THE REST OF THE WEEK'S NEWS
Report Says Most UK Police Forces Not Equipped to Handle Cyber Crime (April 10, 2014)According to a report from Her Majesty's Inspectorate of Constabulary (HMIC), just three of 43 police forces in England and Wales "have developed comprehensive cyber crime strategies." The report also shows that just two percent of police officers have been trained to investigate cyber crime, and only 15 police forces "had considered cybercrime threats in their STRAs (strategic threat and risk assessments)."
HMIC Strategic Policing Requirement Report:
[Editor's Note (Henry): This is an issue that is playing out in law enforcement agencies both in the United States and around the world. The UK actually has some very capable investigators in the NCA at the federal level, though local agencies worldwide will continue to struggle with lack of adequate capabilities, resources, and access to relevant information. ]
Threat Info Sharing Does Not Violate Antitrust Laws (April 10, 2014)The US Justice Department (DOJ) and the Federal Trade Commission (FTC) have issued a joint policy statement clarifying that companies are allowed to share cyber threat information with each other without violating antitrust laws. The rules allow companies to share incident reports, digital fingerprints that identify malware, and attackers' IP addresses. Joint Policy Statement:
[Editor's Note (Pescatore): I think I pointed out last month that the FTC and DoJ have long had "Competitor Collaboration" guidelines out, and there are no real legal obstacles to businesses sharing threat information with each other, and it happens routinely in many, if not most, industries. The real concern with most corporate legal counsels is sharing that information with the government - which can open up potential paths for exposure and liability that aren't covered under existing guidelines or addressed in this latest policy statement. However, there are some legal counsels that have prohibited such sharing (see health sector item) - CISOs at those companies can use this policy statement to overcome those objections.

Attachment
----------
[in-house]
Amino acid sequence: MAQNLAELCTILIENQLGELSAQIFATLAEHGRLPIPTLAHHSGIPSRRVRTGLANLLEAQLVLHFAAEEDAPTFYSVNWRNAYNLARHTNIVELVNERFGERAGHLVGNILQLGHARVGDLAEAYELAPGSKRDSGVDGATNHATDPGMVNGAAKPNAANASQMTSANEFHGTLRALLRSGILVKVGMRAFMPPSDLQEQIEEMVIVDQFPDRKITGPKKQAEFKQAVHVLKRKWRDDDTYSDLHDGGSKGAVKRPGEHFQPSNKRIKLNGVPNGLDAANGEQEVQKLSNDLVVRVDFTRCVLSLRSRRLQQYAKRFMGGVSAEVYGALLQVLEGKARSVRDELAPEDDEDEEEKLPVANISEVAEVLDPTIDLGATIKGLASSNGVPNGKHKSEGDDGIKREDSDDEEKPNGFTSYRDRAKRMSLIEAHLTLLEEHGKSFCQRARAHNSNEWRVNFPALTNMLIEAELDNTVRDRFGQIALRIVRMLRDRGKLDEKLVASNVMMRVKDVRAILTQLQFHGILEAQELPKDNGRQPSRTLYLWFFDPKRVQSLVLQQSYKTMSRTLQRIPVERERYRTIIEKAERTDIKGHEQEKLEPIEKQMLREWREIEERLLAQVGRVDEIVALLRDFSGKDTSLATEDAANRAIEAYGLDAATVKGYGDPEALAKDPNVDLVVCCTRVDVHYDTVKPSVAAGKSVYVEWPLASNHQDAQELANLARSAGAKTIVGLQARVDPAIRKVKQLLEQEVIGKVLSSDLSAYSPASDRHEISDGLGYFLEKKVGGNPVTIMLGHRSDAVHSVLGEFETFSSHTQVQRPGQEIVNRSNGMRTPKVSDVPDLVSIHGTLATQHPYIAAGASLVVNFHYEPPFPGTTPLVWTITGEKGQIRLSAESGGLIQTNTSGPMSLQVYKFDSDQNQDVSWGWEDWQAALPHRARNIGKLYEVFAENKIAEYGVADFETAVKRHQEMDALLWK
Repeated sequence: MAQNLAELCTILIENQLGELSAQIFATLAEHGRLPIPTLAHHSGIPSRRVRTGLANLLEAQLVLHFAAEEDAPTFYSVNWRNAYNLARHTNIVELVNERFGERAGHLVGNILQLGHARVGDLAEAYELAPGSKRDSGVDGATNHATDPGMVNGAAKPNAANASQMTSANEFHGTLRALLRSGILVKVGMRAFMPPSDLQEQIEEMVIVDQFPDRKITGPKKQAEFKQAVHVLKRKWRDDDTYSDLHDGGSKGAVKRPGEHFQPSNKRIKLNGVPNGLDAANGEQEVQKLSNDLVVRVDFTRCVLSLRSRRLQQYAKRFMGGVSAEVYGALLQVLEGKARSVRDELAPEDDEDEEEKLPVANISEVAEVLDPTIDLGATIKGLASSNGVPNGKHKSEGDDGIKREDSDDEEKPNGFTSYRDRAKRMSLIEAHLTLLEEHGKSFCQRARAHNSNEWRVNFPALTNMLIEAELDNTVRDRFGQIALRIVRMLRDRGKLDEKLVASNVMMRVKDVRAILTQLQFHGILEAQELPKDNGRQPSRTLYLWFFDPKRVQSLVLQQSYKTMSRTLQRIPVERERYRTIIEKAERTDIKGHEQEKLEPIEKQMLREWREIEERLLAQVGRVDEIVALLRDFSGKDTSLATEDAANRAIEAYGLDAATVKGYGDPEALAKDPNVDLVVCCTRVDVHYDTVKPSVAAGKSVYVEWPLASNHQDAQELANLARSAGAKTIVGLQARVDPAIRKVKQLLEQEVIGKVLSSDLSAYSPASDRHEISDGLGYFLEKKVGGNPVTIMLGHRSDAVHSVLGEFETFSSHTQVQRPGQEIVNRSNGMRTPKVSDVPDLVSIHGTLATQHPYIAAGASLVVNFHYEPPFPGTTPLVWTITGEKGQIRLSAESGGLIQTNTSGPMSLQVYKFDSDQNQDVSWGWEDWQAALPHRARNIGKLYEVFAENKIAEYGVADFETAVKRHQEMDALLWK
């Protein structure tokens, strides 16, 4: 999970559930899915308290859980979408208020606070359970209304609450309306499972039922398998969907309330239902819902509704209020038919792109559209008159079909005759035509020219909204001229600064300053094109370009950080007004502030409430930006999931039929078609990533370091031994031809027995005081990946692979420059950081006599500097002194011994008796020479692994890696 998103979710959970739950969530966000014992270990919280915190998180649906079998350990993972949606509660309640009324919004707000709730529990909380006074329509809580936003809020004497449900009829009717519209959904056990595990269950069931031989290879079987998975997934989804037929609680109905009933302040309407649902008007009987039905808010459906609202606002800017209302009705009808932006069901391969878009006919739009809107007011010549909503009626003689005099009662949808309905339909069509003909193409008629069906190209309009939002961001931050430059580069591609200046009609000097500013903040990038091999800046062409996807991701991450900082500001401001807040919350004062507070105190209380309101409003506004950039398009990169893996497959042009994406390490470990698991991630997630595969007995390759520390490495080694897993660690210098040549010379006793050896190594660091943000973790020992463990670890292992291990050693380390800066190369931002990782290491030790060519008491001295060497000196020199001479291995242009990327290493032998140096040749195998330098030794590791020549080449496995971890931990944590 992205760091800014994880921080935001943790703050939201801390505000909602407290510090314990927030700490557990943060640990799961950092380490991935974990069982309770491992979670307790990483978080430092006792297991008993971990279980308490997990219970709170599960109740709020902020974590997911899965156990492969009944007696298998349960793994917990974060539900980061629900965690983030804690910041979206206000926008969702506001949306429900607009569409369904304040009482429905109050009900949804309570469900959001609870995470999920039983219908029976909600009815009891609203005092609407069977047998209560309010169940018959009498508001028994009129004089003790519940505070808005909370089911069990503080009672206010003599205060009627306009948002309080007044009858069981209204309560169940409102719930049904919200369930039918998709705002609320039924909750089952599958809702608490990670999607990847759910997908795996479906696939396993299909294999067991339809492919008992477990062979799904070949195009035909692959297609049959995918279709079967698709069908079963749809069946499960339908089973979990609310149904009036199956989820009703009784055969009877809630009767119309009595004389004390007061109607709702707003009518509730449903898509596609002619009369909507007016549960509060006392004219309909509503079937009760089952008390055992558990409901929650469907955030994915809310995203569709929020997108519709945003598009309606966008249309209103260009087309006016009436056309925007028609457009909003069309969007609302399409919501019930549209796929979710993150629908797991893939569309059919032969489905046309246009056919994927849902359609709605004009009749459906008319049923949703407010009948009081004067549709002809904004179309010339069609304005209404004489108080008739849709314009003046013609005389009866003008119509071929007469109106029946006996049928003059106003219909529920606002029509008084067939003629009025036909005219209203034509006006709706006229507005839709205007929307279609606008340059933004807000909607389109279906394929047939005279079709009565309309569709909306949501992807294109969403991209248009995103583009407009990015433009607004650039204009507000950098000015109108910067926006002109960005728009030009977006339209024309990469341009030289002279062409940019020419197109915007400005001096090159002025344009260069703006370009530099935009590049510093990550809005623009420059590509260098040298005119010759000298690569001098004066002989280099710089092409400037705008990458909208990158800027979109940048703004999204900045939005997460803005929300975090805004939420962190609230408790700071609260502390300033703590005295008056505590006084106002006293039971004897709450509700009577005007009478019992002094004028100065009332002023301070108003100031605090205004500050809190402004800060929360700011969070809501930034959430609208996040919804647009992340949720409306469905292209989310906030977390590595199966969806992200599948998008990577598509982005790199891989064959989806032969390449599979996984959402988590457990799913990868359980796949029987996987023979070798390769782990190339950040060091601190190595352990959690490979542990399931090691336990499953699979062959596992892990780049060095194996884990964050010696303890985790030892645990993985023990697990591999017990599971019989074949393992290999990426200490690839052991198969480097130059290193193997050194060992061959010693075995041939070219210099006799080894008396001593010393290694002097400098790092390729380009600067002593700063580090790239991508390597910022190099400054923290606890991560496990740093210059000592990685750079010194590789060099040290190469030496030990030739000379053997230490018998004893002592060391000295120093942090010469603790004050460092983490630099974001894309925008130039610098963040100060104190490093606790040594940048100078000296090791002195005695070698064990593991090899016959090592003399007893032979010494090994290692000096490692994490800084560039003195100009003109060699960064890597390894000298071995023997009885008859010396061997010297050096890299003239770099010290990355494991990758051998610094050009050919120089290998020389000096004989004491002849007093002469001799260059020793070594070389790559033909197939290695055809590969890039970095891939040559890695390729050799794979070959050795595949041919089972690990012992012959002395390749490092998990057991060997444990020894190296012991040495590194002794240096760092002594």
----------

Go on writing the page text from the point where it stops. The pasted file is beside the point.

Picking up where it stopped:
(Northcutt): I read the statement and it seems to make sense, but highly recommend this goes through corporate council and the output is a pragmatic set of rules of engagement. ]
Health Sector Cyber Security Drill (April 10, 2014)On April 1, the US Department of Health and Human Services (HHS) conducted a cyber security drill for 13 participating companies in the healthcare sector. HHS CISO Kevin Charest noted the medical world shows a "resistance to information security best practices," citing physicians' resistance to two factor authentication as an example." One challenge within the industry that became clear is a reluctance to share threat and incident information because of liability issues. The drill also indicated places where some organizations need to improve their "basic blocking and tackling," such as knowing who to call during an incident. A second drill with more participants is scheduled for this summer.
[Editor's Note (Pescatore): SANS is working with the National Health ISAC to address many of these issues at the second SANS Health Care Security Summit later this year. Last year's event showed many CISOs in health care see resistance to basic security hygiene by medical appliance and medical software vendors to be at least as high as the resistance by physicians.
(Henry): It's a positive step to see continued exercising within the federal ranks. The Healthcare sector is behind others in their understanding of the risk and threat. I think exercising and working within the industry vertical will help to promote trusted relationship and foster much better actionable intelligence dissemination and sharing. ]
Google Android Update Will Improve App Security (April 10, 2014)Google's Android team will release an upgrade that includes a feature to constantly monitor devices to ensure that apps are secure, even after they have been installed. Android has made headlines recently for several app security issues.
[Editor's Note (Ullrich): It is great to see Google improving Android security. However, these changes will not matter if end users will never receive these updates from handset vendors and carriers. ]